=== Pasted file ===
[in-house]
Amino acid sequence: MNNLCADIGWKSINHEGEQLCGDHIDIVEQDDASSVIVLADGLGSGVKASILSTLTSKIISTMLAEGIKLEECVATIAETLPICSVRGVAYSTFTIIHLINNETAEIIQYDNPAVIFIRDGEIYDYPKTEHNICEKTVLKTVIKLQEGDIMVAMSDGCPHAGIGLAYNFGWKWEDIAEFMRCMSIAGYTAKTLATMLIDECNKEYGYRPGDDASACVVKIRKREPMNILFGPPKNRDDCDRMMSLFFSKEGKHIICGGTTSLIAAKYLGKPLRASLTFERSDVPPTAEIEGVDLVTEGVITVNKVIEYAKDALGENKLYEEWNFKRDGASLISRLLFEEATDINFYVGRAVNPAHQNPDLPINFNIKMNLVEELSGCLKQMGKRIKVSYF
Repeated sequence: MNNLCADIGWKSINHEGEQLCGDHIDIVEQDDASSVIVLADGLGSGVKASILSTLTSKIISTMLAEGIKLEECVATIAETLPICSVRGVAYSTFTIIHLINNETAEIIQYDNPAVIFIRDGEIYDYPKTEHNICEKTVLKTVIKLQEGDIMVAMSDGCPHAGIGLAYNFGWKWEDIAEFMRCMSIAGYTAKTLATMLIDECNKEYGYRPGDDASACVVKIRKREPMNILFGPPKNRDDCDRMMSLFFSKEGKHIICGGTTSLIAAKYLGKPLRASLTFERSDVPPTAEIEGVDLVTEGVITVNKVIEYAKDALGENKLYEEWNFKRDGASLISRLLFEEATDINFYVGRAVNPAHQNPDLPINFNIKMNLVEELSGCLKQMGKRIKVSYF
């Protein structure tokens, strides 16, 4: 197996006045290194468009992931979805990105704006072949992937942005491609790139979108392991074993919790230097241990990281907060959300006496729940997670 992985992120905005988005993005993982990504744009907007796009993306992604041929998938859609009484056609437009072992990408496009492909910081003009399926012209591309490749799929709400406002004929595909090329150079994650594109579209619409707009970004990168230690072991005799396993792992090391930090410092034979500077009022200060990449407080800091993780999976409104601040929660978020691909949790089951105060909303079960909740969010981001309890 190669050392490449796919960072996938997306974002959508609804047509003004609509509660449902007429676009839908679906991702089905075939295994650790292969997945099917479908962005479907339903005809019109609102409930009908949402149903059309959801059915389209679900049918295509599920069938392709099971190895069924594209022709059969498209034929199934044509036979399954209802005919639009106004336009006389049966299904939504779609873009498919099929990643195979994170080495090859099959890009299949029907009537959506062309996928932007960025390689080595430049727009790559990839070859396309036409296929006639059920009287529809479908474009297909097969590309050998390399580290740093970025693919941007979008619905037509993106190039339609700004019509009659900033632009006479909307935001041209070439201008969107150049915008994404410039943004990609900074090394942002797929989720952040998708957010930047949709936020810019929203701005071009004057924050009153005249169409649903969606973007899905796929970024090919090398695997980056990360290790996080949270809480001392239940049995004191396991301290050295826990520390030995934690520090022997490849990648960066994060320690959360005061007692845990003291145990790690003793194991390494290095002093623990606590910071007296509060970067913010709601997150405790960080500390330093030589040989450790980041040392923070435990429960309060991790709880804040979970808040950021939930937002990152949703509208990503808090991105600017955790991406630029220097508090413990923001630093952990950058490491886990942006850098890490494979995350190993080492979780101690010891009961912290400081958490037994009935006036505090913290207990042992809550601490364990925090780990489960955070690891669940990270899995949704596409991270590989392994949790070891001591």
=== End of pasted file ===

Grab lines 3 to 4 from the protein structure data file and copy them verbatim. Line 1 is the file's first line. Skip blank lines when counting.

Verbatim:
Repeated sequence: MNNLCADIGWKSINHEGEQLCGDHIDIVEQDDASSVIVLADGLGSGVKASILSTLTSKIISTMLAEGIKLEECVATIAETLPICSVRGVAYSTFTIIHLINNETAEIIQYDNPAVIFIRDGEIYDYPKTEHNICEKTVLKTVIKLQEGDIMVAMSDGCPHAGIGLAYNFGWKWEDIAEFMRCMSIAGYTAKTLATMLIDECNKEYGYRPGDDASACVVKIRKREPMNILFGPPKNRDDCDRMMSLFFSKEGKHIICGGTTSLIAAKYLGKPLRASLTFERSDVPPTAEIEGVDLVTEGVITVNKVIEYAKDALGENKLYEEWNFKRDGASLISRLLFEEATDINFYVGRAVNPAHQNPDLPINFNIKMNLVEELSGCLKQMGKRIKVSYF
């Protein structure tokens, strides 16, 4: 197996006045290194468009992931979805990105704006072949992937942005491609790139979108392991074993919790230097241990990281907060959300006496729940997670 992985992120905005988005993005993982990504744009907007796009993306992604041929998938859609009484056609437009072992990408496009492909910081003009399926012209591309490749799929709400406002004929595909090329150079994650594109579209619409707009970004990168230690072991005799396993792992090391930090410092034979500077009022200060990449407080800091993780999976409104601040929660978020691909949790089951105060909303079960909740969010981001309890 190669050392490449796919960072996938997306974002959508609804047509003004609509509660449902007429676009839908679906991702089905075939295994650790292969997945099917479908962005479907339903005809019109609102409930009908949402149903059309959801059915389209679900049918295509599920069938392709099971190895069924594209022709059969498209034929199934044509036979399954209802005919639009106004336009006389049966299904939504779609873009498919099929990643195979994170080495090859099959890009299949029907009537959506062309996928932007960025390689080595430049727009790559990839070859396309036409296929006639059920009287529809479908474009297909097969590309050998390399580290740093970025693919941007979008619905037509993106190039339609700004019509009659900033632009006479909307935001041209070439201008969107150049915008994404410039943004990609900074090394942002797929989720952040998708957010930047949709936020810019929203701005071009004057924050009153005249169409649903969606973007899905796929970024090919090398695997980056990360290790996080949270809480001392239940049995004191396991301290050295826990520390030995934690520090022997490849990648960066994060320690959360005061007692845990003291145990790690003793194991390494290095002093623990606590910071007296509060970067913010709601997150405790960080500390330093030589040989450790980041040392923070435990429960309060991790709880804040979970808040950021939930937002990152949703509208990503808090991105600017955790991406630029220097508090413990923001630093952990950058490491886990942006850098890490494979995350190993080492979780101690010891009961912290400081958490037994009935006036505090913290207990042992809550601490364990925090780990489960955070690891669940990270899995949704596409991270590989392994949790070891001591």